Crosby MBA and graduate certificate are perfect match for small business owner
Mason Aid is pursuing a Crosby MBA and a graduate certificate in marketing analytics to help small businesses take advantage of data analytics.
As a champion for diversity and inclusion, Mason Aid is always looking for new ways to leverage their experience and reach more people with their message.
Now, Aid, who uses the pronouns they and them, is pursuing a Crosby MBA from the Robert J. Trulaske, Sr. College of Business to expand their knowledge with an eye towards better helping small businesses take advantage of data analytics. They’re also pursuing a graduate certificate in marketing analytics, which is designed to deepen understanding of big data that inform marketing strategies, tasks and decisions.
A chance to combine an online MBA with a graduate certificate in Aid’s area of interest was an opportunity they couldn’t pass up.
“It seemed like the perfect marriage of my interests,” Aid said. “And it’s all so convenient and works with my busy schedule.”
Aid, a single parent of a 6-year-old daughter, also works as teaching assistant for two professors at the Trulaske College of Business while putting in part-time hours as a barista at Lakota Coffee Company in Columbia. In the spring, Aid plans to explore a related area of interest -- algorithm bias -- through an independent study with J. Scott Christianson, an associate teaching professor and director of the college’s Center for Entrepreneurship and Innovation. Algorithmic bias is the systematic and repeatable errors that create unfair outcomes, such as privileging one arbitrary group of users over others.
“This is a chance to take the technology I’m interested in and the diversity I’m interested in and smooshing them together,” Aid said, adding they aren’t sure which path they will ultimately follow, but that taking calculated risks has become a powerful tool for moving their life forward. “I’m in a strange transitional space where I don’t know what is next, but I know it’s going to be awesome.”
Their true self
Aid grew up on a farm in northeast Missouri, about 12 miles outside of Shelbyville. And while they enjoyed life on the farm and the support of family, Aid struggled with their identity.
“It was both wonderful and rough to grow up in a rural area,” Aid said. “I loved the community, and I was largely supported, especially by my parents. But I knew I didn’t fit. I just couldn’t figure out why I felt so different.”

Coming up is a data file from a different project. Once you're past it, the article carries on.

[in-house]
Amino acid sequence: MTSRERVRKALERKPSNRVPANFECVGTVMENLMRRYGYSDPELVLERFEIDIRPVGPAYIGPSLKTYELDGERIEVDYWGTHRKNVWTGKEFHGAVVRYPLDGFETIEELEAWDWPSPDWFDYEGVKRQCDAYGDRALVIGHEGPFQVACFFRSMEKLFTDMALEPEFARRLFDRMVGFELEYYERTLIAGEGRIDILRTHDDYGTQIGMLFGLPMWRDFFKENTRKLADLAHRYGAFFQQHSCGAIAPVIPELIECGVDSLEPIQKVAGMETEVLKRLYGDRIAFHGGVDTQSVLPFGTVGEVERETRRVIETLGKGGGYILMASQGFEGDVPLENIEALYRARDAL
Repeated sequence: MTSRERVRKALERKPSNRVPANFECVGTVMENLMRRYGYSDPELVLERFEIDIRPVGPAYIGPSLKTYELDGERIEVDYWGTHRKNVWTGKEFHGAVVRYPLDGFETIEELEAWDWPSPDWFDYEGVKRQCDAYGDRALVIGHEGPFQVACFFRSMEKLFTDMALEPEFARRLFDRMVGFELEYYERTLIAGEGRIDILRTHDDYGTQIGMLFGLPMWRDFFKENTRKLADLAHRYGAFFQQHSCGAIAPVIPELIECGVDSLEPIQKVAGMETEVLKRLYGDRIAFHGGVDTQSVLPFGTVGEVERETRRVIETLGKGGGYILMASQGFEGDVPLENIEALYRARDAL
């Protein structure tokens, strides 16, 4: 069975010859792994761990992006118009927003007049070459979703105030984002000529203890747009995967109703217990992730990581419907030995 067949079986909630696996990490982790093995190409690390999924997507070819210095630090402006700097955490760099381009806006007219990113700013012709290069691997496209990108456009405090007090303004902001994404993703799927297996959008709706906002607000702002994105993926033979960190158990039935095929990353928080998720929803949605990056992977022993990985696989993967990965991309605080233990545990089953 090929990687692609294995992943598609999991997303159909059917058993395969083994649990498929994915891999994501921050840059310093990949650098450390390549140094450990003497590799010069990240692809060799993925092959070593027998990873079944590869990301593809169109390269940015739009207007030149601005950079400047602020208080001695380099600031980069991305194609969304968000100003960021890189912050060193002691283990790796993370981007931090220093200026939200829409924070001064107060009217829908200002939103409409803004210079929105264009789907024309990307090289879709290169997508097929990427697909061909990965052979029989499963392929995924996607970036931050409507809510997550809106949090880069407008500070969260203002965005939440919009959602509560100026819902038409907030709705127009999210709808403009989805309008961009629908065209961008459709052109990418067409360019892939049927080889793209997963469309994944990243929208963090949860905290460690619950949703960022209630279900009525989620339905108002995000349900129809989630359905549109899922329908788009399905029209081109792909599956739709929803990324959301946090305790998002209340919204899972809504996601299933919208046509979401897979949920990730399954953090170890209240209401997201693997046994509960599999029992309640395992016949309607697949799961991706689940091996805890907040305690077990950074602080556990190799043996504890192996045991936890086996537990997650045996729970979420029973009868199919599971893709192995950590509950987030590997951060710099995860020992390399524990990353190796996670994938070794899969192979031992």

Consequently, Aid struggled for years with mental health issues and was hospitalized numerous times. It wasn’t until they were 19, that Aid came out and overcame years of mental health issues. In 2014, their younger sister and staunch ally died from ovarian cancer, which sparked Aid to become the advocate they are today.
“Coming out saved me,” Aid said. “Learning how to accept and love myself was monumental.”
Finding their voice
Over the years, Aid has earned an associate degree in psychology from Moberly Area Community College and a bachelor’s degree in sociology from Columbia College. They’ve also worked as a diversity and inclusion coordinator at Veterans United Home Loans and recently started a small business called PlotPoint Insights, which helps small businesses with data analytics, an endeavor Aid hopes to grow with an MBA and graduate certificate.
However, Aid found their heart’s calling through their LGBTQ advocacy work, which started by leading PRISM, a LGBTQ teen group in Columbia. Eventually, Aid was giving presentations to high schools and other organizations across the Midwest. Their work with PRISM led to a Catalyst Award through the LGBTQ Center at MU in 2016. Aid was also one of COMO Magazine’s 20 under 40 in 2020.
What lies ahead
Looking back, Aid recognizes that their sister’s death at 25 was a catalyst for action. They began taking more calculated risks, such as applying to speak at a live-and-in-person TEDxStLouis Innovation event called Beyond Words 2022. Aid, who was selected to audition out of more than 260 applicants, was among the nine featured speakers with a presentation called “Falling Forward: How to recover gracefully when you biff it in inclusion.”
Earning a Crosby MBA and graduate certificate from Trulaske is another step toward self-actualizing for Aid who hopes the added knowledge will strengthen their work in diversity and emerging technology.
“Life is short, even if I live to be 90,” Aid said. “And what regrets will I have if I don’t take this leap of faith and see what happens? It’s challenging, and it’s not easy, but I am happier now than I have been in a very long time because I know I’m working toward my goal, not anyone else’s. I’m not holding myself back to fit into someone else’s box. I’m not pretending anymore.”